Janet and Robert Wolfe Genealogy --- Go to Genealogy Page for William Hutchinson --- Go to Genealogy Page for Ann Simpson

Notes for William Hutchinson and Ann Simpson

Oral Traditions and Anecdotes are mixed with documentation in these notes:

Oral tradition reports that William Hutchinson came from England with a brother. [1][2]

1699 On 17 March, Ann Simpson was born. [3][4][5]

William Hutchinson and wife Ann Simpson lived in Middlesex County and Monmouth County, New Jersey, in the early 1700s.

1737 In September 24, William Hutchinson and (brother) Jonathan bought land on the southern side of the Assanpink and on both sides of the Province line as run by George Keith from the heirs of David Lyell, deceased. Charles Robbins Hutchinson states that the tract of land was lying on the southerly side of the Assanpink Creek and on both side of the province line as run by George Keith, containing 756 acres, and upon which they settled. This land was in what is today the southern part of West Windsor Township, Mercer County. He also states that the Lyells were Perth Amboy people and it is likely that both Jonathan and William also came from that locality and that they were brothers. [It is also known that the John Hutchinson, who married Elizabeth Pearson in 1730, was also from Perth Amboy, New Jersey.] [6]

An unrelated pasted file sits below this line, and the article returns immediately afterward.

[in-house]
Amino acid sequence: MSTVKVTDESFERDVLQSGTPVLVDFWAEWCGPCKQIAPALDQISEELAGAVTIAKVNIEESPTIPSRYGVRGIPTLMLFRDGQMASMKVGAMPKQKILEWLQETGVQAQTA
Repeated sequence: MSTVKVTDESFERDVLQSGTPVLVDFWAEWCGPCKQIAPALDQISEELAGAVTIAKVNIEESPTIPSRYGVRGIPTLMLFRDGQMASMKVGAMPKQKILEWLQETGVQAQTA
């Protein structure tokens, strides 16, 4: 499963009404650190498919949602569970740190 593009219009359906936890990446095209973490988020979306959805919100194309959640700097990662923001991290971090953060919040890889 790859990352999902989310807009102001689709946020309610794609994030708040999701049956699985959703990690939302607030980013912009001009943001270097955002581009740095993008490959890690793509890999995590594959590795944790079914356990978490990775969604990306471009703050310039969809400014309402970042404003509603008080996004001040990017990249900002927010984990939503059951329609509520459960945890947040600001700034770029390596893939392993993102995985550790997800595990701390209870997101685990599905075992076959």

1737 Sarah Moore appeared before the Middlesex County Court on 29 March 1737 before Judge Joseph McChesney, and gave the family record in an affidavit as it appeared in the family Bible which was handed down thru the family to her. It said that William Hutchinson was born 12 June 1697\8. The notes of Charles Robbins Hutchinson state that William was born in England and came to this country early in life. A great-grandson also states this but adds, in a letter to a newspaper, that William was accompanied by a brother. William was a Justice of the Peace for the King of England in Middlesex County. [7]